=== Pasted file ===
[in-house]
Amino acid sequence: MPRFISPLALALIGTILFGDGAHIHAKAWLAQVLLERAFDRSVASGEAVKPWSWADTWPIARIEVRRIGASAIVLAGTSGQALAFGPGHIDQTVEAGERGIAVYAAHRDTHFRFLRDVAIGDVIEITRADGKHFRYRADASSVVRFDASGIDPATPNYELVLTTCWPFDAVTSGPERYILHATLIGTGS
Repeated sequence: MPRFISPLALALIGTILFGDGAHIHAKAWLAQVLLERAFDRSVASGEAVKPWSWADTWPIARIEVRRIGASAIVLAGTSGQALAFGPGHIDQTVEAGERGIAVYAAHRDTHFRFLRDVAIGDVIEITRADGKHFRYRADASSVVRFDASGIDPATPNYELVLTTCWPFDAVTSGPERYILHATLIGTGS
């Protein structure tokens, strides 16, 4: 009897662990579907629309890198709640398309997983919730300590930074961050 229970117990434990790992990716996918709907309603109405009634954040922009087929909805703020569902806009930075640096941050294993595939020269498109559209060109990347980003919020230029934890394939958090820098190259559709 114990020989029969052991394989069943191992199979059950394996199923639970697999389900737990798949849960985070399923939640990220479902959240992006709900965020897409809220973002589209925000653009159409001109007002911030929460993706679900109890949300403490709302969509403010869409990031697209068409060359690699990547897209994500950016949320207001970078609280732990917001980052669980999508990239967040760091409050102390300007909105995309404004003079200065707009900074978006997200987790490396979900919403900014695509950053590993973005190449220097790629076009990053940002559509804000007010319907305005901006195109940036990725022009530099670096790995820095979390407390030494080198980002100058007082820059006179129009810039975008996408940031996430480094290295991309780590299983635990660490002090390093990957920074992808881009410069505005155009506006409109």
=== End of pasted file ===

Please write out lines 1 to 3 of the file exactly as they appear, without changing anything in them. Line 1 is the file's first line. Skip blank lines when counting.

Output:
[in-house]
Amino acid sequence: MPRFISPLALALIGTILFGDGAHIHAKAWLAQVLLERAFDRSVASGEAVKPWSWADTWPIARIEVRRIGASAIVLAGTSGQALAFGPGHIDQTVEAGERGIAVYAAHRDTHFRFLRDVAIGDVIEITRADGKHFRYRADASSVVRFDASGIDPATPNYELVLTTCWPFDAVTSGPERYILHATLIGTGS
Repeated sequence: MPRFISPLALALIGTILFGDGAHIHAKAWLAQVLLERAFDRSVASGEAVKPWSWADTWPIARIEVRRIGASAIVLAGTSGQALAFGPGHIDQTVEAGERGIAVYAAHRDTHFRFLRDVAIGDVIEITRADGKHFRYRADASSVVRFDASGIDPATPNYELVLTTCWPFDAVTSGPERYILHATLIGTGS